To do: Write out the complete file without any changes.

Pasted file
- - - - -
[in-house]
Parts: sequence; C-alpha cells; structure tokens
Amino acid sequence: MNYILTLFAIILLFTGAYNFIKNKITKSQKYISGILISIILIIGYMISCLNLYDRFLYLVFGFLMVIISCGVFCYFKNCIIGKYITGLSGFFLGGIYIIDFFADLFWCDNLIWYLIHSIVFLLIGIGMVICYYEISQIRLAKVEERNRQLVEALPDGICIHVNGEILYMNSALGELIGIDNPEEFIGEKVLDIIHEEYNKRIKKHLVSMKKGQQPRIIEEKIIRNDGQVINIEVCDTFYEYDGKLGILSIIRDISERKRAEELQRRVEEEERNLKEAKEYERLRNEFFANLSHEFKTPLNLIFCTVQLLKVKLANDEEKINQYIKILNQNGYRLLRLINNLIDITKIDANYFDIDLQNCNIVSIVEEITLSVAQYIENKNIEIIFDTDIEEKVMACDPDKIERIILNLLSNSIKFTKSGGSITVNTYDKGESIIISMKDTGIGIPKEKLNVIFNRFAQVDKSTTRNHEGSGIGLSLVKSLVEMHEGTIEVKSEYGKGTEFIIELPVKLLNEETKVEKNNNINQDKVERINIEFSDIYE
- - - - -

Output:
[in-house]
Parts: sequence; C-alpha cells; structure tokens
Amino acid sequence: MNYILTLFAIILLFTGAYNFIKNKITKSQKYISGILISIILIIGYMISCLNLYDRFLYLVFGFLMVIISCGVFCYFKNCIIGKYITGLSGFFLGGIYIIDFFADLFWCDNLIWYLIHSIVFLLIGIGMVICYYEISQIRLAKVEERNRQLVEALPDGICIHVNGEILYMNSALGELIGIDNPEEFIGEKVLDIIHEEYNKRIKKHLVSMKKGQQPRIIEEKIIRNDGQVINIEVCDTFYEYDGKLGILSIIRDISERKRAEELQRRVEEEERNLKEAKEYERLRNEFFANLSHEFKTPLNLIFCTVQLLKVKLANDEEKINQYIKILNQNGYRLLRLINNLIDITKIDANYFDIDLQNCNIVSIVEEITLSVAQYIENKNIEIIFDTDIEEKVMACDPDKIERIILNLLSNSIKFTKSGGSITVNTYDKGESIIISMKDTGIGIPKEKLNVIFNRFAQVDKSTTRNHEGSGIGLSLVKSLVEMHEGTIEVKSEYGKGTEFIIELPVKLLNEETKVEKNNNINQDKVERINIEFSDIYE